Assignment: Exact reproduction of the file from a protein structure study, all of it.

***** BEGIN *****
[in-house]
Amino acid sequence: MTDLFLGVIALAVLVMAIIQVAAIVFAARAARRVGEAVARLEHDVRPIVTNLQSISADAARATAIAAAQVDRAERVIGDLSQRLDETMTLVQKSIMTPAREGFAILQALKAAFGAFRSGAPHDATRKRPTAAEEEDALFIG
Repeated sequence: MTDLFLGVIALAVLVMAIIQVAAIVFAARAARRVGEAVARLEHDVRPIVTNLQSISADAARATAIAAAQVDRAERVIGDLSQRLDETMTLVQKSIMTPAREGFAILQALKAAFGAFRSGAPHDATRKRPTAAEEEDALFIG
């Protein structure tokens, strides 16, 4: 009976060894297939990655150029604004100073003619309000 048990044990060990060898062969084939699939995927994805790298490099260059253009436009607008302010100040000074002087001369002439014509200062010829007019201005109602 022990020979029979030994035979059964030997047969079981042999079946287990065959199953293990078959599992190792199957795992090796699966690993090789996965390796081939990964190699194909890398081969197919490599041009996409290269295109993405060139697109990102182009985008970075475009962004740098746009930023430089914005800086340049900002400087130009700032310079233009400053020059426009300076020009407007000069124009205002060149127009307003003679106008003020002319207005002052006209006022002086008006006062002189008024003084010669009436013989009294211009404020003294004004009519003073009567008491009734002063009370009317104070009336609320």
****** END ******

[in-house]
Amino acid sequence: MTDLFLGVIALAVLVMAIIQVAAIVFAARAARRVGEAVARLEHDVRPIVTNLQSISADAARATAIAAAQVDRAERVIGDLSQRLDETMTLVQKSIMTPAREGFAILQALKAAFGAFRSGAPHDATRKRPTAAEEEDALFIG
Repeated sequence: MTDLFLGVIALAVLVMAIIQVAAIVFAARAARRVGEAVARLEHDVRPIVTNLQSISADAARATAIAAAQVDRAERVIGDLSQRLDETMTLVQKSIMTPAREGFAILQALKAAFGAFRSGAPHDATRKRPTAAEEEDALFIG
């Protein structure tokens, strides 16, 4: 009976060894297939990655150029604004100073003619309000 048990044990060990060898062969084939699939995927994805790298490099260059253009436009607008302010100040000074002087001369002439014509200062010829007019201005109602 022990020979029979030994035979059964030997047969079981042999079946287990065959199953293990078959599992190792199957795992090796699966690993090789996965390796081939990964190699194909890398081969197919490599041009996409290269295109993405060139697109990102182009985008970075475009962004740098746009930023430089914005800086340049900002400087130009700032310079233009400053020059426009300076020009407007000069124009205002060149127009307003003679106008003020002319207005002052006209006022002086008006006062002189008024003084010669009436013989009294211009404020003294004004009519003073009567008491009734002063009370009317104070009336609320």